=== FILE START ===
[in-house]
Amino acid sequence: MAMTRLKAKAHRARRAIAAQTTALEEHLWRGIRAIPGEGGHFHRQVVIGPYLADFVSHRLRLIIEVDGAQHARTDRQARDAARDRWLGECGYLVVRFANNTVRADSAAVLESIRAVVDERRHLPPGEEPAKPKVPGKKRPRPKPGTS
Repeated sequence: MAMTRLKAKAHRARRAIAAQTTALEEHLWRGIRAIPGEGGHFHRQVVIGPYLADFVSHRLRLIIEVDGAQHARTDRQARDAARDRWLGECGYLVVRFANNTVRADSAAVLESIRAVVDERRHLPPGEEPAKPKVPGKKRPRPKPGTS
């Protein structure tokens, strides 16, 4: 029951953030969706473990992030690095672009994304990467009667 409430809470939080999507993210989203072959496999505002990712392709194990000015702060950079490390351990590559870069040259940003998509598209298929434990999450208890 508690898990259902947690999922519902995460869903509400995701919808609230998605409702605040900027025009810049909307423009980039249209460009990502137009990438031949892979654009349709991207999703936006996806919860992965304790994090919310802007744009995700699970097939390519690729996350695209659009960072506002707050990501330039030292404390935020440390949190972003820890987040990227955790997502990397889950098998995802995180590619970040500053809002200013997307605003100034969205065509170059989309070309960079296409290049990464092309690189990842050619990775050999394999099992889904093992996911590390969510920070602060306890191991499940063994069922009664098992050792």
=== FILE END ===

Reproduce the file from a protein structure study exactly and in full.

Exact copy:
[in-house]
Amino acid sequence: MAMTRLKAKAHRARRAIAAQTTALEEHLWRGIRAIPGEGGHFHRQVVIGPYLADFVSHRLRLIIEVDGAQHARTDRQARDAARDRWLGECGYLVVRFANNTVRADSAAVLESIRAVVDERRHLPPGEEPAKPKVPGKKRPRPKPGTS
Repeated sequence: MAMTRLKAKAHRARRAIAAQTTALEEHLWRGIRAIPGEGGHFHRQVVIGPYLADFVSHRLRLIIEVDGAQHARTDRQARDAARDRWLGECGYLVVRFANNTVRADSAAVLESIRAVVDERRHLPPGEEPAKPKVPGKKRPRPKPGTS
């Protein structure tokens, strides 16, 4: 029951953030969706473990992030690095672009994304990467009667 409430809470939080999507993210989203072959496999505002990712392709194990000015702060950079490390351990590559870069040259940003998509598209298929434990999450208890 508690898990259902947690999922519902995460869903509400995701919808609230998605409702605040900027025009810049909307423009980039249209460009990502137009990438031949892979654009349709991207999703936006996806919860992965304790994090919310802007744009995700699970097939390519690729996350695209659009960072506002707050990501330039030292404390935020440390949190972003820890987040990227955790997502990397889950098998995802995180590619970040500053809002200013997307605003100034969205065509170059989309070309960079296409290049990464092309690189990842050619990775050999394999099992889904093992996911590390969510920070602060306890191991499940063994069922009664098992050792």